ALBUQUERQUE, N.M. — Working in nutrition, I must say that I am in favor of food processing. I can see that preservation of foods offers us a safe, year-round supply of nutritious choices.
When working with clients to achieve their nutrition needs, however, I have found that people have differing viewpoints in their acceptance of food processing. In part, I have learned that clients vary in their working definitions of the term “processed.”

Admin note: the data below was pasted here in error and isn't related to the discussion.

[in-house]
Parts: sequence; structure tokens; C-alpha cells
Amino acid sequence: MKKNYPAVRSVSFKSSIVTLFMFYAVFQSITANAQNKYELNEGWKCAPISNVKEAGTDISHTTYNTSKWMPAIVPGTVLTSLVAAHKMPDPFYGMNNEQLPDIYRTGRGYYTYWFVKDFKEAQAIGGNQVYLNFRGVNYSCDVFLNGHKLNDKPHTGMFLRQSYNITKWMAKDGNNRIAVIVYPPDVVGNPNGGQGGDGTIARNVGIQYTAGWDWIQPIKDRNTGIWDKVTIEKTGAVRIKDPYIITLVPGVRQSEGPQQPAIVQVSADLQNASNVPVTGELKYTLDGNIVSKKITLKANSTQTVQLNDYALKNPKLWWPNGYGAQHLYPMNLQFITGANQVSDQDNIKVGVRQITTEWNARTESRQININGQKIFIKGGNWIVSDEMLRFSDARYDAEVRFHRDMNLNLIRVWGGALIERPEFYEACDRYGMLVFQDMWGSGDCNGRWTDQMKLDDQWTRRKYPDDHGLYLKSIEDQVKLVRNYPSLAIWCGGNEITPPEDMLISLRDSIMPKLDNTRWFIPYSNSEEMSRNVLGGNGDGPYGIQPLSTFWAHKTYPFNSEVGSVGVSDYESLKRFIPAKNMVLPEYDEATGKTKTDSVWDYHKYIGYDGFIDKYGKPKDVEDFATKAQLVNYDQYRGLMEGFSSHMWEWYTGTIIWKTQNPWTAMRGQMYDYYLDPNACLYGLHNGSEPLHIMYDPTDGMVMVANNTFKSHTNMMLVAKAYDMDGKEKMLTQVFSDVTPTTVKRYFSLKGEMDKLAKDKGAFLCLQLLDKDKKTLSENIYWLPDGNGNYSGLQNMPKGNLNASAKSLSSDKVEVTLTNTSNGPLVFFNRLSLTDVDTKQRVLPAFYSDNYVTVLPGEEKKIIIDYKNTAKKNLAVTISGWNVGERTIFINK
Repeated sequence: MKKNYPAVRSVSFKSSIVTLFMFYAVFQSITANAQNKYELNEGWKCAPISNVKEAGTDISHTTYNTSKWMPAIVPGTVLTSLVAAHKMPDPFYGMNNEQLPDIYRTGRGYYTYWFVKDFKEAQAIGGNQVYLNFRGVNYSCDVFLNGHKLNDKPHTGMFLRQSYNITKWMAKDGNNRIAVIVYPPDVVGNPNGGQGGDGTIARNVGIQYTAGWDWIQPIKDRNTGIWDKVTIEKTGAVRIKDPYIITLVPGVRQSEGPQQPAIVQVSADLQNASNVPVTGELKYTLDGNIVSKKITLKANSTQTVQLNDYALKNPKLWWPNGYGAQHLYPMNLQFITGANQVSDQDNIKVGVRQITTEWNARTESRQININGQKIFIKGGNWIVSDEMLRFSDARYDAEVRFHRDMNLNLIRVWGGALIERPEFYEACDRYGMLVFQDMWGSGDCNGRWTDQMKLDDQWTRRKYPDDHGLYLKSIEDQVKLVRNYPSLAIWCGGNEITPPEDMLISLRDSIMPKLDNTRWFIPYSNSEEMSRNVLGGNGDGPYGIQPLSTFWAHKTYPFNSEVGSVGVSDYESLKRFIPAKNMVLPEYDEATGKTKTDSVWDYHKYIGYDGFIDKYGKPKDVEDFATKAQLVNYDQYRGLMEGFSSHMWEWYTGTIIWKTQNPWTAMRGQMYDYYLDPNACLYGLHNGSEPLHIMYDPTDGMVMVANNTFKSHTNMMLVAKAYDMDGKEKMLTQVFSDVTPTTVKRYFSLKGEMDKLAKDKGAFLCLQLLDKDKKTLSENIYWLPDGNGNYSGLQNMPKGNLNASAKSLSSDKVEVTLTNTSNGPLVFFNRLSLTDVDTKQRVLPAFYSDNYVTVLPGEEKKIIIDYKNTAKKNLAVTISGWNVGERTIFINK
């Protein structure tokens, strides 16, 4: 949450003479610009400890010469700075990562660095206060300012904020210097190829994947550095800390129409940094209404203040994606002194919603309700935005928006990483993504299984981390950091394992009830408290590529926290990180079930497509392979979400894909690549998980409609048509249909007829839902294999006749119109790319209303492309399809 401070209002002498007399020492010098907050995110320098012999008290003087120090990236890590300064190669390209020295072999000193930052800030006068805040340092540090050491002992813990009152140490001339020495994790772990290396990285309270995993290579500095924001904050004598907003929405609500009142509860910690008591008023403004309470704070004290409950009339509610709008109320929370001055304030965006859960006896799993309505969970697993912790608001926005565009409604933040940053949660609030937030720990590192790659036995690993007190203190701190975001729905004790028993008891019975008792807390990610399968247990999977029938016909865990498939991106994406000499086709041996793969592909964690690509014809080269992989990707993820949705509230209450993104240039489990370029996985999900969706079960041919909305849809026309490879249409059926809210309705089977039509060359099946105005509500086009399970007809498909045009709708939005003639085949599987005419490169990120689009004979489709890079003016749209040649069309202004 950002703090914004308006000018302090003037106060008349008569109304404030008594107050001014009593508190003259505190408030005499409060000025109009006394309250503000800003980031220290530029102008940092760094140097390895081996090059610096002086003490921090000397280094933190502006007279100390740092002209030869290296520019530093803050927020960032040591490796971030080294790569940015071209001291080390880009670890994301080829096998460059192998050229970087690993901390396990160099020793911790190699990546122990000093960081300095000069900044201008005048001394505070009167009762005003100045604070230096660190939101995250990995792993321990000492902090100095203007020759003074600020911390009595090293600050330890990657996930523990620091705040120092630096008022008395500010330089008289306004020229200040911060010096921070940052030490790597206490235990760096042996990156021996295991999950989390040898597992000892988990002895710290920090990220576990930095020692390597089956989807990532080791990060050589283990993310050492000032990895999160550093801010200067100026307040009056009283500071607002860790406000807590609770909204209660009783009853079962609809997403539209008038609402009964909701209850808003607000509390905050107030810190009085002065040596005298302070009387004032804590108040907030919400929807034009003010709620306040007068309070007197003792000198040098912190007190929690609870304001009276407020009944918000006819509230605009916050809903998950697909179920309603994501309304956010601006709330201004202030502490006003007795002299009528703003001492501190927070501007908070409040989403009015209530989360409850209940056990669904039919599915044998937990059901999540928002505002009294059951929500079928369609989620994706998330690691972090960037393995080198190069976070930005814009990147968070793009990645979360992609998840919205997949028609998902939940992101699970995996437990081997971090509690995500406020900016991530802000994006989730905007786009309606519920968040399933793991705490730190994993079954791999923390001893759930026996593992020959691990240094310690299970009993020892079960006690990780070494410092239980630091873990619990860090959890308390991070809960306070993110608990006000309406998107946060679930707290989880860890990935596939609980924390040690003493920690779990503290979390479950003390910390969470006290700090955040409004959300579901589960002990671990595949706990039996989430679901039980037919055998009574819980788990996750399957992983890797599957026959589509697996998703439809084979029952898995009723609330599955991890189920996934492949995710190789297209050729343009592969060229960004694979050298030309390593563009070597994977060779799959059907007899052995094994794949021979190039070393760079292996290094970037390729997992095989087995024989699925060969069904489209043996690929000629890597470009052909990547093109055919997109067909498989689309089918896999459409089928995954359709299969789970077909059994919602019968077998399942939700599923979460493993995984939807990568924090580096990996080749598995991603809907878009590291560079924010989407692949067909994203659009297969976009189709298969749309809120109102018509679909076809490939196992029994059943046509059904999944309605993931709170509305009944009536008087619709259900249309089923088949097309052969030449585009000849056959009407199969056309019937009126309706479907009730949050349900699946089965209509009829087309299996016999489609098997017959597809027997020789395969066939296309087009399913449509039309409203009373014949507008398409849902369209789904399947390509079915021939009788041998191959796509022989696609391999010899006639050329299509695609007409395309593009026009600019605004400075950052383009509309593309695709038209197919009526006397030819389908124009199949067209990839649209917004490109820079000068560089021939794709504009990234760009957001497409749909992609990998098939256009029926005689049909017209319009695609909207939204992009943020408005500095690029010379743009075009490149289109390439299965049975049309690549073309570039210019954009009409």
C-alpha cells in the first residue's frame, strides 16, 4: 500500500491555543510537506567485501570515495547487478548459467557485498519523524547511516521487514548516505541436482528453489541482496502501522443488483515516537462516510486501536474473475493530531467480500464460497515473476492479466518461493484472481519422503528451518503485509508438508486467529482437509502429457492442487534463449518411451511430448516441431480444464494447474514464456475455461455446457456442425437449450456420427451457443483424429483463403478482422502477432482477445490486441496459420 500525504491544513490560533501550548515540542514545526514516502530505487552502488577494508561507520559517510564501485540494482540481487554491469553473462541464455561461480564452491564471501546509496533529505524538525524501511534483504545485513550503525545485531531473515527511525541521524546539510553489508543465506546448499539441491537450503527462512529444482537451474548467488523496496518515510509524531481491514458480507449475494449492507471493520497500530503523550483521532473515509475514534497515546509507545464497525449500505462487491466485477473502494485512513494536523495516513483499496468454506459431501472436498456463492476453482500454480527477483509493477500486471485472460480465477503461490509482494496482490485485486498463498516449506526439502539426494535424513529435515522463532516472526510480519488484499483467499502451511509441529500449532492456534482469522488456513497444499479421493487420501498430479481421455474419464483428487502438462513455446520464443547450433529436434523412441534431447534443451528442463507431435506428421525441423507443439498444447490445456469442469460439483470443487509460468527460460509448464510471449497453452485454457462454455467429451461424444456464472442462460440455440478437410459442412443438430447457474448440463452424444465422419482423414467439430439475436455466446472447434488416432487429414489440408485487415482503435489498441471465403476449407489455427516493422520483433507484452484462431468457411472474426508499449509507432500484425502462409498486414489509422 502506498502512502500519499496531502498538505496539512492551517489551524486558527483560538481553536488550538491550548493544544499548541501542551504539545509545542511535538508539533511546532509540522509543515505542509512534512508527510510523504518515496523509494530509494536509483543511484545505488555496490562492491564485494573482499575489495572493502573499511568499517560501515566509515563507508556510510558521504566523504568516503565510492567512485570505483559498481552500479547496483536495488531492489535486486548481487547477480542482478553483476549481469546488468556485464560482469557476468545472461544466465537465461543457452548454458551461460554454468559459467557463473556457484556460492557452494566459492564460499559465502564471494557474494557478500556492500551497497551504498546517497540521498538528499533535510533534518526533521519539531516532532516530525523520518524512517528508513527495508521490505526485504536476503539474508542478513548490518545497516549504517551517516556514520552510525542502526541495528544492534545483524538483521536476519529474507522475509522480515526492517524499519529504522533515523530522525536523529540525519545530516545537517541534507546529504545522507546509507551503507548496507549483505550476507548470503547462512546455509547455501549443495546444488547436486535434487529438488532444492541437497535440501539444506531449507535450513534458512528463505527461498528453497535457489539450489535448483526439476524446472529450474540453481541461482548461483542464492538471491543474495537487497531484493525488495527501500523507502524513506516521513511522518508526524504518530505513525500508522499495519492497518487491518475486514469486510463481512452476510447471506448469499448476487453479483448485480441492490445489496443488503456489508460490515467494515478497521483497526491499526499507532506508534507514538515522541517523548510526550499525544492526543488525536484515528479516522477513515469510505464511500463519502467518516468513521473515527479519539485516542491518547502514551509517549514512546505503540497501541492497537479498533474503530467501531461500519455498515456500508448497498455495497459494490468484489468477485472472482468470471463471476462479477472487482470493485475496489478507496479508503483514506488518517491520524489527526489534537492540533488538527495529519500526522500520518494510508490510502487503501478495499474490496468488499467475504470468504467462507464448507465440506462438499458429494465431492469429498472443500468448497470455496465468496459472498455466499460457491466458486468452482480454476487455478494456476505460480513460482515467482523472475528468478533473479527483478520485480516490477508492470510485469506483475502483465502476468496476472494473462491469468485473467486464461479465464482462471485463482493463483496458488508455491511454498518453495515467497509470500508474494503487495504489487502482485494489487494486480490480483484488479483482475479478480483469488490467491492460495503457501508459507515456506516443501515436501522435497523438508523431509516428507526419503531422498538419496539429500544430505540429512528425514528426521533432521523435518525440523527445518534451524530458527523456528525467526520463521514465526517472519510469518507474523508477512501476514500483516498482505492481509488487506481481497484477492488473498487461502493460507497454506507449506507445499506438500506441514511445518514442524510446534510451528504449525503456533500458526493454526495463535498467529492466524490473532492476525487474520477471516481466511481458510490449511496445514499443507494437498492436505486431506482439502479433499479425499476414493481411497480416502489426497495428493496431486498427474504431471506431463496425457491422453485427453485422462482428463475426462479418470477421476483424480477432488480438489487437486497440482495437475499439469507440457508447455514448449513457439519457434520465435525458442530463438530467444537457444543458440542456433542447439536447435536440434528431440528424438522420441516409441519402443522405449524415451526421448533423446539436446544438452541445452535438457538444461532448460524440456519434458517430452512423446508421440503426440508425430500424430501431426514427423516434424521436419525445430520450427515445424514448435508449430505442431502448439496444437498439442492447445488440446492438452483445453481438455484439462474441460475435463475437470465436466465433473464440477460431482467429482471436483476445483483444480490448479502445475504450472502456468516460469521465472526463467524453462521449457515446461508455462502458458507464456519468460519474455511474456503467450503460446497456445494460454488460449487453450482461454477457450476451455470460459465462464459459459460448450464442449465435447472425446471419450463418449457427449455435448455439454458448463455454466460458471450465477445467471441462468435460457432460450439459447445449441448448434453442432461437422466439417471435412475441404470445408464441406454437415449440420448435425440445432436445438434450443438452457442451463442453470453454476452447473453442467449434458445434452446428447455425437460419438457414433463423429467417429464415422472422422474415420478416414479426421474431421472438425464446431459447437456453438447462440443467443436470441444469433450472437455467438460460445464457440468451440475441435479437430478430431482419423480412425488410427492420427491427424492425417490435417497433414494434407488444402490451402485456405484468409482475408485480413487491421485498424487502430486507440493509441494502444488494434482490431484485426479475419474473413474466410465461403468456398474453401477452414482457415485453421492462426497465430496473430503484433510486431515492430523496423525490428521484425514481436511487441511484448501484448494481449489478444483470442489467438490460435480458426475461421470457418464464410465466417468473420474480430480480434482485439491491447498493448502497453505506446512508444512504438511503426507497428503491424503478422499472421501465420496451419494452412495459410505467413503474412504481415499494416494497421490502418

According to the 2010 USDA Dietary Guidelines Committee, a processed food is “any food other than a raw agricultural commodity …” Processed foods include any that have undergone one or more mechanical or chemical operations to change or preserve them. Just think of the wide spectrum of alterations that could be done to a given food product!
The nonprofit International Food Information Council (IFIC) has developed a set of definitions for processed foods, outlining a continuum of operations. The categories and some examples are: